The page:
One year after oil prices crashed to their first and only negative close during a perfect storm of energy demand bad news, Canada’s oilpatch is poised to report a first-quarter gush of cash flow thanks to a dramatic recovery in global demand.
On April 20, 2020, the U.S. benchmark West Texas Intermediate near-month contract price ended the day down a whopping US$55.90 at an unprecedented $37.63 per barrel.
The negative close was caused by a mix of technical commodities market factors and concerns about oversupply as storage tanks grew dangerously close to full amid a collapse in demand fuelled by pandemic lockdowns and short-lived price war between Saudi Arabia and Russia, said senior commodity analyst Martin King of RBN Energy in Calgary.
“Everyone was very, very negative on oil and oil demand,” he recalled in an interview, adding the remarkable level of stabilization since shows how resilient the oilpatch can be.
“So the market essentially wound up balancing itself out and we had a recovery from the depths of hell to not quite to heaven in terms of current prices, but certainly a very large scale recovery.
“Those two forces of supply and demand were brought back into a much better balance and with the demand recovery we’re seeing this year, we’re seeing inventories worldwide get drawn down to more normal levels.”
WTI daily spot prices have averaged US$60.46 per barrel so far in the second quarter, up from US$58.13 in the first quarter. Both are a far cry from the US$27.95 per barrel average in the second quarter of 2020.
On Wednesday, the International Energy Agency raised its world oil demand estimate for 2021, pointing to further signs that the global economy is recovering faster than previously expected, particularly in the U.S. and China.
It now expects world oil demand to expand by 5.7 million barrels per day in 2021 to 96.7 million bpd, following a collapse of 8.7 million bpd last year.
Expectations are high for the Canadian oilpatch’s first-quarter results season, which starts Monday after markets close with PrairieSky Royalty Ltd., several analysts who cover the sector said in reports over the past week.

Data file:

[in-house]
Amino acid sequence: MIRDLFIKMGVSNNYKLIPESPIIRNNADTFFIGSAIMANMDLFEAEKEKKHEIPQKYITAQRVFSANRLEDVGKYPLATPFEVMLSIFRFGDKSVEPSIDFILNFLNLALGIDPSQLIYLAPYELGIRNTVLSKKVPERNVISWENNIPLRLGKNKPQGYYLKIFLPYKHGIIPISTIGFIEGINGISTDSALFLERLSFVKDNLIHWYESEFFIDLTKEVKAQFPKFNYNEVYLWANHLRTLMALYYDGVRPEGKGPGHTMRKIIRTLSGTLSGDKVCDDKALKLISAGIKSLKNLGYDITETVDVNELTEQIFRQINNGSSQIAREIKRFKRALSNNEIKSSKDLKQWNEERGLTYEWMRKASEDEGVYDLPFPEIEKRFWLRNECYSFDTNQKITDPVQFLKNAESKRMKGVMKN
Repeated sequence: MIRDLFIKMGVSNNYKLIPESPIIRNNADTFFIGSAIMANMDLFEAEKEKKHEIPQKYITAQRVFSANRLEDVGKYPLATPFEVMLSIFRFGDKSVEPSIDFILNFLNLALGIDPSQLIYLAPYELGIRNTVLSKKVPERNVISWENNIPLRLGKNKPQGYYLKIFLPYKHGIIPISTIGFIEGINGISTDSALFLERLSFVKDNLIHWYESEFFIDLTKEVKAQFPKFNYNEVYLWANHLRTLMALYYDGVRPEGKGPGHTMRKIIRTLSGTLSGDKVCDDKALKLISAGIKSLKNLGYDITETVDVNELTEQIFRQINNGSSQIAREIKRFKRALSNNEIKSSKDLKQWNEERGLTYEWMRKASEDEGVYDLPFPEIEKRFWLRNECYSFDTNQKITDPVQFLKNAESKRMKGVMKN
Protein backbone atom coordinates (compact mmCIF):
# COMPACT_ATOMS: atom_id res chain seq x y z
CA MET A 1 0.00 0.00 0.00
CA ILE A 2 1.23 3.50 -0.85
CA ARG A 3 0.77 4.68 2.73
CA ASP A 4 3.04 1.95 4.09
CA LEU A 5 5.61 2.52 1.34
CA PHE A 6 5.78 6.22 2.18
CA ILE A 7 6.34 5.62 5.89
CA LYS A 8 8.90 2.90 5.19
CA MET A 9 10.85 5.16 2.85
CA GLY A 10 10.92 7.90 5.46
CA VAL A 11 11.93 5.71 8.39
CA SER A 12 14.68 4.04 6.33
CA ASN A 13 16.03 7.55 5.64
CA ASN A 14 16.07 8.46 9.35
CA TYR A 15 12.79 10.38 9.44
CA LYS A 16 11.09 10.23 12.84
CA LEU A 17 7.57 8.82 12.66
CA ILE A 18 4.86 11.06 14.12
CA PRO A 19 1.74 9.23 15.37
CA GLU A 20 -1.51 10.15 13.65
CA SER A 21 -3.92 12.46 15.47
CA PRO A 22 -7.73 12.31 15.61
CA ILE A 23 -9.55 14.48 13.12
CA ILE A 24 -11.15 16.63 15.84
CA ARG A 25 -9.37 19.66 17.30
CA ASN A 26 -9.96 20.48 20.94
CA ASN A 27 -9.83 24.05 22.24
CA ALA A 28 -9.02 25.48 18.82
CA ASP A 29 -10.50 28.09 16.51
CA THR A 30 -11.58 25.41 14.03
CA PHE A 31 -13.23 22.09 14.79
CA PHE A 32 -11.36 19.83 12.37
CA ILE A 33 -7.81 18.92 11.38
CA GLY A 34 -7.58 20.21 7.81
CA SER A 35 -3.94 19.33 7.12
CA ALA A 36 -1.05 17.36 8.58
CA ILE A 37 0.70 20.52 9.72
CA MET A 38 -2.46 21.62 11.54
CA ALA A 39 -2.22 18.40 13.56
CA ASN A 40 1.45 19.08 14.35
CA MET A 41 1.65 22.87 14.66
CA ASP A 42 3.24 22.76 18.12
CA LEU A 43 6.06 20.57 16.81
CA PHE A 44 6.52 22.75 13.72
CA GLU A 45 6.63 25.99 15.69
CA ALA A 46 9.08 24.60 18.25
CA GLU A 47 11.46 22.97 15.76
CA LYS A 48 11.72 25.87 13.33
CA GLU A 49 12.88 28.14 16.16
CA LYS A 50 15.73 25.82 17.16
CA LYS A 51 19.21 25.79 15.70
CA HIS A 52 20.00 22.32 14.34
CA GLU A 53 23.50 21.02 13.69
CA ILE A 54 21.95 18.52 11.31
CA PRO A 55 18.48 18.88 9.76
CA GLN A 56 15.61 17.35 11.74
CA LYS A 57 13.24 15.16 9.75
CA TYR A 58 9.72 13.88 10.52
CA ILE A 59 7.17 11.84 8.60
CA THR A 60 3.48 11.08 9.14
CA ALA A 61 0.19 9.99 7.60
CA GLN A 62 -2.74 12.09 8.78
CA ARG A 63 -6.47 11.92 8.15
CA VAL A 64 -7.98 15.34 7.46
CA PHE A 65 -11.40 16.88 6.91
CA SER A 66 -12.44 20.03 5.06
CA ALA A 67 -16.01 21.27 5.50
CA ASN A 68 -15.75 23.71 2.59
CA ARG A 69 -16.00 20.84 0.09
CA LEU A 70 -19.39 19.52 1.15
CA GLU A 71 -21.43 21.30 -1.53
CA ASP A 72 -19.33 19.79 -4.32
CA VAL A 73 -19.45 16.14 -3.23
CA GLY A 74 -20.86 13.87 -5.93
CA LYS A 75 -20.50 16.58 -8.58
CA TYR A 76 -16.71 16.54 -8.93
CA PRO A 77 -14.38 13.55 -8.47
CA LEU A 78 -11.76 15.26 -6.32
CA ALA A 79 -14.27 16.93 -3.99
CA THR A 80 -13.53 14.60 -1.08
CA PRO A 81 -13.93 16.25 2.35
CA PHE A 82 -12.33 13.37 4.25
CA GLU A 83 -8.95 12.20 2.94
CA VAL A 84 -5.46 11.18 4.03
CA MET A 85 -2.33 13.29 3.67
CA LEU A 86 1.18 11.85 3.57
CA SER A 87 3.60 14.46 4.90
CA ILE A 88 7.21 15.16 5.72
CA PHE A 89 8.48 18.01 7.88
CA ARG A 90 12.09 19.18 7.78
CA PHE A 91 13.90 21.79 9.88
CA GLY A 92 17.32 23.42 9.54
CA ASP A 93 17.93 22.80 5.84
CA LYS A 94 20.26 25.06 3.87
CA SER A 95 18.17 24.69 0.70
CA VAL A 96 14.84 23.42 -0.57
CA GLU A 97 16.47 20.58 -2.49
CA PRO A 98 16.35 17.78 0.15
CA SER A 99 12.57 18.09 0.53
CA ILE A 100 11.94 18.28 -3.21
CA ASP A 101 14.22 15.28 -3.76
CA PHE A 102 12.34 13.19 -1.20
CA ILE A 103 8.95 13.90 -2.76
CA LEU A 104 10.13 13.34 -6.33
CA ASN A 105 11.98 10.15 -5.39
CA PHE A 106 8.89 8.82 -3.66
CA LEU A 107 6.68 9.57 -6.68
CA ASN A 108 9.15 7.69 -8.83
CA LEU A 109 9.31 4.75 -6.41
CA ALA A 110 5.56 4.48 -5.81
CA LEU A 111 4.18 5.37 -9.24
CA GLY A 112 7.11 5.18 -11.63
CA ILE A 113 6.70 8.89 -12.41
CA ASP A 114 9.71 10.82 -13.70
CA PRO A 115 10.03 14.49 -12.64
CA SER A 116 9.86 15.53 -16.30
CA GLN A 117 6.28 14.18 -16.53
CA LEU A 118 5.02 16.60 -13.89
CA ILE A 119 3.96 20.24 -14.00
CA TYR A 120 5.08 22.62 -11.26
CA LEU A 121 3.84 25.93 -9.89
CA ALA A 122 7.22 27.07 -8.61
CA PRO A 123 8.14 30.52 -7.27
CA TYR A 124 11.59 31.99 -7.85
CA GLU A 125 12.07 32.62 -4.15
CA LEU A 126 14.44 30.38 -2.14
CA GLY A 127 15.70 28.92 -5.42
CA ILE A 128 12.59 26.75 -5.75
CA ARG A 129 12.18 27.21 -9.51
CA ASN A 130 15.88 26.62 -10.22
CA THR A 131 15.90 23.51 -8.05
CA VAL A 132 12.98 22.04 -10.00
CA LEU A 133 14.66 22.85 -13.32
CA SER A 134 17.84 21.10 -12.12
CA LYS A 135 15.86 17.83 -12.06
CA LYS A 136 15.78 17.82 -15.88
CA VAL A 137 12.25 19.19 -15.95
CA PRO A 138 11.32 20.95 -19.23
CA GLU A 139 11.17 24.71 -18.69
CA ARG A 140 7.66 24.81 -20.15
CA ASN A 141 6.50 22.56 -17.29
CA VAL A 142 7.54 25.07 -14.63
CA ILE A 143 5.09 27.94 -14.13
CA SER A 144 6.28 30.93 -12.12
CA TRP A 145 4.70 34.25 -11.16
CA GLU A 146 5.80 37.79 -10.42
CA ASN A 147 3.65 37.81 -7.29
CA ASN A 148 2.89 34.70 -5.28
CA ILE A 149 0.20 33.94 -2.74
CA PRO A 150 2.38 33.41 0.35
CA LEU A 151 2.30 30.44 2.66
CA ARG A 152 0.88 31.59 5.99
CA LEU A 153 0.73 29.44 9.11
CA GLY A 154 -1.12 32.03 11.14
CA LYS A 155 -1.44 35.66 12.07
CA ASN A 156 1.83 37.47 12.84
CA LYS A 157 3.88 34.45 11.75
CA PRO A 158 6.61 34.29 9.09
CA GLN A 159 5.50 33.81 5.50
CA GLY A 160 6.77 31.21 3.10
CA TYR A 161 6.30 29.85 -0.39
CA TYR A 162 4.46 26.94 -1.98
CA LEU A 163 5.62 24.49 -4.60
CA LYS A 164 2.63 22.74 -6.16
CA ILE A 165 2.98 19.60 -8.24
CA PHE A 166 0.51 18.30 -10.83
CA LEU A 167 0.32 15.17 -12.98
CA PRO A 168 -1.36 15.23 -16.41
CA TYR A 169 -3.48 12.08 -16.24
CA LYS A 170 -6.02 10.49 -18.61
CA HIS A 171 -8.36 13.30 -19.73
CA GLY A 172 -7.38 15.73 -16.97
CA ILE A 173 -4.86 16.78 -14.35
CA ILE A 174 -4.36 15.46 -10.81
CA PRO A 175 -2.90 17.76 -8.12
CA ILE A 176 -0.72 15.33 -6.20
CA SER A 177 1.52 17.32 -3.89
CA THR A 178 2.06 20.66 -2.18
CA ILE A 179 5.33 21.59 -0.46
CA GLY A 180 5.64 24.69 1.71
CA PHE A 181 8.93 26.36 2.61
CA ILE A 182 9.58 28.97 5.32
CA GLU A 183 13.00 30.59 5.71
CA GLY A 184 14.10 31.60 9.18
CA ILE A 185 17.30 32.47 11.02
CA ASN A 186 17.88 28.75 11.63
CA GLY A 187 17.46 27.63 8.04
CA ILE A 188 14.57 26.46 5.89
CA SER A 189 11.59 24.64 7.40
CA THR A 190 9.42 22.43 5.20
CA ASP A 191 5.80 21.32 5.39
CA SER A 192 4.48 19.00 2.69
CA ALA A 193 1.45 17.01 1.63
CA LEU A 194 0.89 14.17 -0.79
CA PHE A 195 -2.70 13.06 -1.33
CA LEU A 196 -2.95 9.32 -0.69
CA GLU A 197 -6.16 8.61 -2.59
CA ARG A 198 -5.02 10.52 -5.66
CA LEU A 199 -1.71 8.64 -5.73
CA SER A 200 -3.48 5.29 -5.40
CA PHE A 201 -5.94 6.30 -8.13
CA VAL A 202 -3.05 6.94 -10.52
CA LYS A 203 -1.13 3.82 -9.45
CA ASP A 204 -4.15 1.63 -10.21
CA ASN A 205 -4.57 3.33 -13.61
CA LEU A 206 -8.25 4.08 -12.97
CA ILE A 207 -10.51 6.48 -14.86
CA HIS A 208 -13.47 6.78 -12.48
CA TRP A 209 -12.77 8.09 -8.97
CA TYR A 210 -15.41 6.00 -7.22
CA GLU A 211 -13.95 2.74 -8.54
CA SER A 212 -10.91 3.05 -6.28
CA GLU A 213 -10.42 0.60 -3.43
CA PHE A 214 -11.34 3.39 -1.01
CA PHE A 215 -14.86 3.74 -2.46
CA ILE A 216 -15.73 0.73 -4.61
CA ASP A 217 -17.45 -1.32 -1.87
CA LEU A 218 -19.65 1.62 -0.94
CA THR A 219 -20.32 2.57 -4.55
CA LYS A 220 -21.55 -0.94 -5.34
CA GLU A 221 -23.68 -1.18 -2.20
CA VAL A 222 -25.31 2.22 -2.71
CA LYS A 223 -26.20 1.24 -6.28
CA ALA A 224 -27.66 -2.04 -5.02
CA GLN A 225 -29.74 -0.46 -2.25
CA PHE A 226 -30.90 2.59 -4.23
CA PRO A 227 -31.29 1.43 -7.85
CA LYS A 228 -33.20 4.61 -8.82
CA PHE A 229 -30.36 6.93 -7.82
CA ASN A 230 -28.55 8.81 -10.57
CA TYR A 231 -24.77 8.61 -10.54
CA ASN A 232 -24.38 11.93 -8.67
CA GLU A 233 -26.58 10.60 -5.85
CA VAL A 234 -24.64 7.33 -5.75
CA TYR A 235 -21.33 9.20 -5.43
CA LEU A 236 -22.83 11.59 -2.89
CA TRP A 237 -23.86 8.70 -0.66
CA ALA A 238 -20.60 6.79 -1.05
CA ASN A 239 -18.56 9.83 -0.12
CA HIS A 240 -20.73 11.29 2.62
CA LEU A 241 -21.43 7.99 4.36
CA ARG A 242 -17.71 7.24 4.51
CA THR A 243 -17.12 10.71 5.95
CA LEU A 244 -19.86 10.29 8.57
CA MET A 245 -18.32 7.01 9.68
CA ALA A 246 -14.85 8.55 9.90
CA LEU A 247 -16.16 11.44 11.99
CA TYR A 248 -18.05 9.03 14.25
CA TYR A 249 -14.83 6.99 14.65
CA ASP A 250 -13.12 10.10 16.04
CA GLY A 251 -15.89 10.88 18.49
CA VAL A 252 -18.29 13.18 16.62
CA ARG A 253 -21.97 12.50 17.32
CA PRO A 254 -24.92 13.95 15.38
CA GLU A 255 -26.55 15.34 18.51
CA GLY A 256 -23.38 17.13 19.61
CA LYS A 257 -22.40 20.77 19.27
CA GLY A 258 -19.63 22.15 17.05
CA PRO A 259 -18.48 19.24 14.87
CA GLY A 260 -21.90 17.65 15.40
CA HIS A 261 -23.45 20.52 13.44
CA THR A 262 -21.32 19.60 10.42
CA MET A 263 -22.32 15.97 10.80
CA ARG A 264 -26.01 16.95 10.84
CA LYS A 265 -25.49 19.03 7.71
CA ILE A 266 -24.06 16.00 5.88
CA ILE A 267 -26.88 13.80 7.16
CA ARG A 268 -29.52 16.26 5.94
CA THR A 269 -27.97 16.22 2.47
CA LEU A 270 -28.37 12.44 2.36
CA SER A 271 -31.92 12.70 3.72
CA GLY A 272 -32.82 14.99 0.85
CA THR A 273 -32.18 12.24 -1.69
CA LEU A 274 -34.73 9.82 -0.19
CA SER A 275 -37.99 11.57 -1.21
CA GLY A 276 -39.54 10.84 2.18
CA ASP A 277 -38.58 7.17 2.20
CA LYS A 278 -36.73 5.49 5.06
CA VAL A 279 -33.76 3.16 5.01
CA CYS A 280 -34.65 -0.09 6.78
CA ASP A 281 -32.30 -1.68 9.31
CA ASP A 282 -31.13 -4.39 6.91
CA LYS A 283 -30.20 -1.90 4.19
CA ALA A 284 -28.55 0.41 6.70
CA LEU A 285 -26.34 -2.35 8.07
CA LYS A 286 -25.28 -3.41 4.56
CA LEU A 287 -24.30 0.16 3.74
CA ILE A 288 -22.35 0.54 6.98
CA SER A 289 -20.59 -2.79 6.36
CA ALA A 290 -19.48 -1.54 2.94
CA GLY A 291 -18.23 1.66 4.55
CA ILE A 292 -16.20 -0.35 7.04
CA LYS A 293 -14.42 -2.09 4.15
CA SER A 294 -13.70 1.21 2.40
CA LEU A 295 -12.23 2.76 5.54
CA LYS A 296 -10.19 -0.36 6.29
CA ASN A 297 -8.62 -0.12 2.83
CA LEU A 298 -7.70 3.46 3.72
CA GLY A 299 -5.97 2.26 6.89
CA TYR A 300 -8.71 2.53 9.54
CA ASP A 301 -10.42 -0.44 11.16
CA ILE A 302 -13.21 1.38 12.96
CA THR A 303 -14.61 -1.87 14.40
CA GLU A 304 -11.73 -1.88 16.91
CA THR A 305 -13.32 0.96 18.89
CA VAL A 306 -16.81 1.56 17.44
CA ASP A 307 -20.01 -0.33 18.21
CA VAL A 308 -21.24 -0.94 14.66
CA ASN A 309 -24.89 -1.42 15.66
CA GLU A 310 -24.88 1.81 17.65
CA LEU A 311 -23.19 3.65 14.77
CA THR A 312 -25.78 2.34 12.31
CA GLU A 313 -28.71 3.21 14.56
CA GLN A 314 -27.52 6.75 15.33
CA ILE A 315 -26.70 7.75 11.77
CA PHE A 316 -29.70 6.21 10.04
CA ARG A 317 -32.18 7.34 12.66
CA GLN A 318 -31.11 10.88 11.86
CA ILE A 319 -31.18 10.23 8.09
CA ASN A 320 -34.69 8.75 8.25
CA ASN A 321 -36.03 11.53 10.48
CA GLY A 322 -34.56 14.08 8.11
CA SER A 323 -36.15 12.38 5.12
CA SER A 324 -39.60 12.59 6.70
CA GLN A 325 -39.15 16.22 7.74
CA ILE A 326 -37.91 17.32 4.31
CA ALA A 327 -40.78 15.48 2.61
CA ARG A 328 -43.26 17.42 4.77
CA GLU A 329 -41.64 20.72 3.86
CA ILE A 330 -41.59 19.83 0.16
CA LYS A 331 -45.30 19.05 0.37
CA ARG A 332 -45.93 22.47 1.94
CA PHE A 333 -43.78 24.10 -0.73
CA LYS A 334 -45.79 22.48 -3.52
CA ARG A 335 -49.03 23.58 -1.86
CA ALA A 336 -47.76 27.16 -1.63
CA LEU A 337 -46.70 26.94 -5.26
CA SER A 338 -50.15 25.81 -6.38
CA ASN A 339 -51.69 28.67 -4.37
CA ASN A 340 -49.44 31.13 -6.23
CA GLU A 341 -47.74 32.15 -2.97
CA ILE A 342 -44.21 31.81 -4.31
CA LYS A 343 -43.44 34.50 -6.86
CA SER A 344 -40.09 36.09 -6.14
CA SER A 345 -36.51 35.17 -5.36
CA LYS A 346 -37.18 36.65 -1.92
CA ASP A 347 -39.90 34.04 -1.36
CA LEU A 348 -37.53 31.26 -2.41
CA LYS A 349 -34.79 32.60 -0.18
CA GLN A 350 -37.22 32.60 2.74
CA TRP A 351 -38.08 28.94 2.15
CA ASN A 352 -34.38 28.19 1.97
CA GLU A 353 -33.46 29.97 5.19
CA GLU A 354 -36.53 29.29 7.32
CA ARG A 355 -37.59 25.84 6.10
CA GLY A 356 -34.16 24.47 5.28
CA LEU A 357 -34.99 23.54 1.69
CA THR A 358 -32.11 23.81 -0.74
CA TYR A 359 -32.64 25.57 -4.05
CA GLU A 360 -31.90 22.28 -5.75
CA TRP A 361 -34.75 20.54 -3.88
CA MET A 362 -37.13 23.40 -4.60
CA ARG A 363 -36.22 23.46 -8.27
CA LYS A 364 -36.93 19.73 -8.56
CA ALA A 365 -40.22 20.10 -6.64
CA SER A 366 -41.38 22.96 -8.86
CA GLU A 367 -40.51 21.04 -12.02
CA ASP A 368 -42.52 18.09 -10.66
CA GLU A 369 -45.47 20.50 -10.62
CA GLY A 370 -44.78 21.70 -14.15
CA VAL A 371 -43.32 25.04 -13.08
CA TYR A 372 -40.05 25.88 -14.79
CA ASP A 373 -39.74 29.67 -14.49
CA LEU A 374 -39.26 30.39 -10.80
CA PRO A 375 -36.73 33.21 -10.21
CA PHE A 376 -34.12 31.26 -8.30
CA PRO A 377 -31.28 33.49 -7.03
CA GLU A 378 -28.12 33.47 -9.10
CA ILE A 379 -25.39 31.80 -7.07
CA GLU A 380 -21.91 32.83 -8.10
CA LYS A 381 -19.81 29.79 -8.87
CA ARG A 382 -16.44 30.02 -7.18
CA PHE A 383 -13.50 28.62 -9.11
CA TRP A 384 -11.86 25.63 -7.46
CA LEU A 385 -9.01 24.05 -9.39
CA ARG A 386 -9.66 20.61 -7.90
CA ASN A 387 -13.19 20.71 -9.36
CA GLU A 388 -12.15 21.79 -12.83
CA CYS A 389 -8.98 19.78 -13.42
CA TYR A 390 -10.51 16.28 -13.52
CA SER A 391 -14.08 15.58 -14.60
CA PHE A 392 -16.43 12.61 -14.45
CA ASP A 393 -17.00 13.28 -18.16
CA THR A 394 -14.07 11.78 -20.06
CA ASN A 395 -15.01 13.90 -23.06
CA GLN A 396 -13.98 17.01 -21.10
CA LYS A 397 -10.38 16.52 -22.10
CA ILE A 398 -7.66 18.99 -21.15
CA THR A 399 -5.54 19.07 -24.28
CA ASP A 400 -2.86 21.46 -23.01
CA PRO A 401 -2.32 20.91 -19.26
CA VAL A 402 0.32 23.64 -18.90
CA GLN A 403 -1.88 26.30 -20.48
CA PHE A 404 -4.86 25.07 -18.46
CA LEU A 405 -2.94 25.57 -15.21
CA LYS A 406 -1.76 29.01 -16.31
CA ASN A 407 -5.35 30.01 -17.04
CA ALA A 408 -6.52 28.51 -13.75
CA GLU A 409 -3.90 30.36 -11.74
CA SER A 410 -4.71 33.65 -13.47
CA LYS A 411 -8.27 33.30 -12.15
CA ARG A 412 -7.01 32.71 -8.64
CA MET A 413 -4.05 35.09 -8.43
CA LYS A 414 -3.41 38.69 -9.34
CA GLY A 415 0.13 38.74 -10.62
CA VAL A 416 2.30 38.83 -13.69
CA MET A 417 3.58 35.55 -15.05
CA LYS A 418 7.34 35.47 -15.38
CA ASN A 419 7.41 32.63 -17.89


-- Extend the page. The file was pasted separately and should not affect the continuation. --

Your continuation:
“Emerging from one of the worst cycles in recent memory, we believe the sector is now positioned in some of the healthiest ranks,” says a report from analysts at National Bank Financial.
“The survival mode necessitated and forced companies to reconsider capital spending habits, dividend policies, acquisitions and divestitures, cash cost management, and operational practices. Combined with the much-improved macro backdrop, the sector finds itself in an enviable position to deliver meaningful free cash flow at current price levels.”
RBC analyst Michael Harvey, who covers intermediate-sized oil and gas companies, said in a report that he expects first quarter cash flow per share for oil-weighted producers will be 39 per cent higher quarter-over-quarter, while gas-weighted producers will report a 45 per cent rise, “driven by broad strength in commodity prices.”
The end of Alberta’s mandatory crude quota program in December means that oilsands producers will show a “significant uptick” in production in the first quarter, said CIBC analysts in a report. Canada’s discount to the U.S. benchmark oil price is likely to shrink in April and May, the CIBC report said, as planned maintenance shutdowns take at least 500,000 barrels of western Canadian crude per day offline.
The analysts expect the cash stockpiles to be used for debt reduction and balance sheet repair after a year of COVID-19 induced shock, rather than a rush into capital spending, although they expect a recent consolidation trend to continue.
That’s consistent with the message presented by Alex Pourbaix, CEO of oilsands producer Cenovus Energy Inc., who said earlier this month the company would use expected higher oil prices this year to pay down debt in the wake of its $3.8-billion takeover of Husky Energy Inc.
“We are going to be basically paying all of our free cash onto our balance sheet until we get to $10 billion (in net debt) but ultimately I’d like to get significantly lower … something in the range of $8 billion,” said Pourbaix at an investor symposium.
“As we move from 10 to eight, we’ll start to consider returning cash to shareholders or maybe modest growth.”